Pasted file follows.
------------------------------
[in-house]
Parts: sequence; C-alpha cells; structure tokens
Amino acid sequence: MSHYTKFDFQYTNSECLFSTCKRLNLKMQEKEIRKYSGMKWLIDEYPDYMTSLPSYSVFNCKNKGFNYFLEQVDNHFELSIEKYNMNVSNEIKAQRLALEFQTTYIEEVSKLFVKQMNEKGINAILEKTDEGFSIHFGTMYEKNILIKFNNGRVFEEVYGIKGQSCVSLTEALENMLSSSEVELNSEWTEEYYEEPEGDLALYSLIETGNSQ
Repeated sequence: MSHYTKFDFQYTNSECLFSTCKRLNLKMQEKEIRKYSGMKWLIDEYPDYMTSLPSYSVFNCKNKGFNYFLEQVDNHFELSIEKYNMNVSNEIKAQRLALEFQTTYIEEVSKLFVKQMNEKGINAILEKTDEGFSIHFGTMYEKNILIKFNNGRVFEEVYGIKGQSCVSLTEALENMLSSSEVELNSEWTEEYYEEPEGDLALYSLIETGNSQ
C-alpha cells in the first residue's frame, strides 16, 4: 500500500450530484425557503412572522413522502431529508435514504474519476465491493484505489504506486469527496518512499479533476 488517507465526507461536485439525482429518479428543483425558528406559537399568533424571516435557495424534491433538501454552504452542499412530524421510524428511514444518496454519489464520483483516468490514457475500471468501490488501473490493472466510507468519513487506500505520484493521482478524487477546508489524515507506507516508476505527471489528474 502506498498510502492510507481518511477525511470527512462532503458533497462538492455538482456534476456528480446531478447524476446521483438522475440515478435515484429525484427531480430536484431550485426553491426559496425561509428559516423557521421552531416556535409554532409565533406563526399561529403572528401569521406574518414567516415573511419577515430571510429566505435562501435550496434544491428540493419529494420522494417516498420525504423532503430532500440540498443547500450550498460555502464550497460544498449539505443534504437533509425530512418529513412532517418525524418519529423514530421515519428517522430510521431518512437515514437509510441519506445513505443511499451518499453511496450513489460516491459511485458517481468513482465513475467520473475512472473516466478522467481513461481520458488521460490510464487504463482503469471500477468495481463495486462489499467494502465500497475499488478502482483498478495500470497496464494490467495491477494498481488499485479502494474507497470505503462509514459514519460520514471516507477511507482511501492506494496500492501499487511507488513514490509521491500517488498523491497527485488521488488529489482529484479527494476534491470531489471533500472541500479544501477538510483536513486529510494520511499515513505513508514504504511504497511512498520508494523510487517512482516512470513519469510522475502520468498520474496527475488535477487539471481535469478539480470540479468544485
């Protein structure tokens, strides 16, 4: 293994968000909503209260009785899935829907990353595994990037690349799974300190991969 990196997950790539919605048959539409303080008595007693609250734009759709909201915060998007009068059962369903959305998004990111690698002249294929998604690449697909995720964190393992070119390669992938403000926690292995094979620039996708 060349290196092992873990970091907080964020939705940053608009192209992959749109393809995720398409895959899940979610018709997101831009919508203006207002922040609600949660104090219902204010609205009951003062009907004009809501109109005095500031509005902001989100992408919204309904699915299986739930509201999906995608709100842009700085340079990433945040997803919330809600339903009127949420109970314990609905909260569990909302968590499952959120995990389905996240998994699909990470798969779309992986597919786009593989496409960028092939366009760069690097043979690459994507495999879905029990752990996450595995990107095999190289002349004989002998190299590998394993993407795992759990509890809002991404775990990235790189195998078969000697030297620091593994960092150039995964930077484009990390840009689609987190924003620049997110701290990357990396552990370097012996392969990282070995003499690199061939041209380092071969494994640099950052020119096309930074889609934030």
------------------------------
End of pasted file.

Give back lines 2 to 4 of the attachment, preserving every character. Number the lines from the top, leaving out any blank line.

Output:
Parts: sequence; C-alpha cells; structure tokens
Amino acid sequence: MSHYTKFDFQYTNSECLFSTCKRLNLKMQEKEIRKYSGMKWLIDEYPDYMTSLPSYSVFNCKNKGFNYFLEQVDNHFELSIEKYNMNVSNEIKAQRLALEFQTTYIEEVSKLFVKQMNEKGINAILEKTDEGFSIHFGTMYEKNILIKFNNGRVFEEVYGIKGQSCVSLTEALENMLSSSEVELNSEWTEEYYEEPEGDLALYSLIETGNSQ
Repeated sequence: MSHYTKFDFQYTNSECLFSTCKRLNLKMQEKEIRKYSGMKWLIDEYPDYMTSLPSYSVFNCKNKGFNYFLEQVDNHFELSIEKYNMNVSNEIKAQRLALEFQTTYIEEVSKLFVKQMNEKGINAILEKTDEGFSIHFGTMYEKNILIKFNNGRVFEEVYGIKGQSCVSLTEALENMLSSSEVELNSEWTEEYYEEPEGDLALYSLIETGNSQ